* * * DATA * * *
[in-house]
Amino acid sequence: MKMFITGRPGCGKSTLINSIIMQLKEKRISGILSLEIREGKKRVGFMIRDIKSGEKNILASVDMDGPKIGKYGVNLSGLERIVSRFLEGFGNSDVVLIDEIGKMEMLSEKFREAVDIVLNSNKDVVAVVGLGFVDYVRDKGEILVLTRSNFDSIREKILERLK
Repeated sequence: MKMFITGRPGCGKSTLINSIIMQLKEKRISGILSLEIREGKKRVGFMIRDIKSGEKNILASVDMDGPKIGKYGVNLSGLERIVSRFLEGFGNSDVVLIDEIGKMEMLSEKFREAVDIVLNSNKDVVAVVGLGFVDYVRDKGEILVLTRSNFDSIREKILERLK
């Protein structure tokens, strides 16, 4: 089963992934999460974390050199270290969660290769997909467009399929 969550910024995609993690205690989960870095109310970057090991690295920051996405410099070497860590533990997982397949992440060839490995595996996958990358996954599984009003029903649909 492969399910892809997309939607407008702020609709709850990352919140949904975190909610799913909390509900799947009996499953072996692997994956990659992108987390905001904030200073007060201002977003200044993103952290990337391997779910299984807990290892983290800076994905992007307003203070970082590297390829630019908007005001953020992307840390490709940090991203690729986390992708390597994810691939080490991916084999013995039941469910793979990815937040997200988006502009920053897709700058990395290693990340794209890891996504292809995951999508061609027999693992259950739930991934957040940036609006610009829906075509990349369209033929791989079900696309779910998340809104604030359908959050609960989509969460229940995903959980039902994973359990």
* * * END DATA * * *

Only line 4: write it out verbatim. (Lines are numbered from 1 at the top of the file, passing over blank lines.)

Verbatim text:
């Protein structure tokens, strides 16, 4: 089963992934999460974390050199270290969660290769997909467009399929 969550910024995609993690205690989960870095109310970057090991690295920051996405410099070497860590533990997982397949992440060839490995595996996958990358996954599984009003029903649909 492969399910892809997309939607407008702020609709709850990352919140949904975190909610799913909390509900799947009996499953072996692997994956990659992108987390905001904030200073007060201002977003200044993103952290990337391997779910299984807990290892983290800076994905992007307003203070970082590297390829630019908007005001953020992307840390490709940090991203690729986390992708390597994810691939080490991916084999013995039941469910793979990815937040997200988006502009920053897709700058990395290693990340794209890891996504292809995951999508061609027999693992259950739930991934957040940036609006610009829906075509990349369209033929791989079900696309779910998340809104604030359908959050609960989509969460229940995903959980039902994973359990």